Peripheral Blood Smear Preparation

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The page below is a sample from the LabCE course White Cell and Platelet Disorders: Peripheral Blood Clues to Nonneoplastic Conditions. Access the complete course and earn ASCLS P.A.C.E.-approved continuing education credits by subscribing online.

Learn more about White Cell and Platelet Disorders: Peripheral Blood Clues to Nonneoplastic Conditions (online CE course)
Peripheral Blood Smear Preparation

A reproducible blood smear review requires every peripheral smear be prepared for consistent cellular distribution and proper clarity. Well-made peripheral smears can be prepared by starting with only a drop of blood at one end of a clean glass slide. The drop is smeared lightly and quickly with a wedge technique so as to leave a thin "feather" edge where all cells may be examined individually, particularly red blood cells.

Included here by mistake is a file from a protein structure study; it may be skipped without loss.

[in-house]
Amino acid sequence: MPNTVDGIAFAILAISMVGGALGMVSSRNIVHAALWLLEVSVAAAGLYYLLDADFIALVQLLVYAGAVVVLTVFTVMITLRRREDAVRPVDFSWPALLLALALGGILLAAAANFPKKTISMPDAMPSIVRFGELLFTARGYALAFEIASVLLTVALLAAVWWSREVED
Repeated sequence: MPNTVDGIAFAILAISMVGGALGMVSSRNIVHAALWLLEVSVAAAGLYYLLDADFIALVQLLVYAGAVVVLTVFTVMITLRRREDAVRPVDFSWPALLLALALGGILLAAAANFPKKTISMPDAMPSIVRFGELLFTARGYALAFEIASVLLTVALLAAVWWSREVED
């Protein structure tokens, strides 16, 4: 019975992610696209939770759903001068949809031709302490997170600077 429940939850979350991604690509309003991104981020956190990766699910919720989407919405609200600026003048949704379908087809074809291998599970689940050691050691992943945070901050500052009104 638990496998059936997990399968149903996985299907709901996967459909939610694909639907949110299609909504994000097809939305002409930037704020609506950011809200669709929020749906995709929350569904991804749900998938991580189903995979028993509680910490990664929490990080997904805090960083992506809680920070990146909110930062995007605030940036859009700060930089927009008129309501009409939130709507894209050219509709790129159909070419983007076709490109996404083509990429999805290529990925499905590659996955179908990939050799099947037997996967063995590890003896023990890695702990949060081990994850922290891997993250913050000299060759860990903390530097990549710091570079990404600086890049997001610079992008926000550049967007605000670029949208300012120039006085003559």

After staining the slide, the examination begins. The site of examination is chosen; away from clumping, piling, or stacking of the red blood cells. This can most likely be observed at a site five or six oil fields from the end of the feathery portion (about 100 red cells per field). Such an area for examination is illustrated in the image to the bottom right.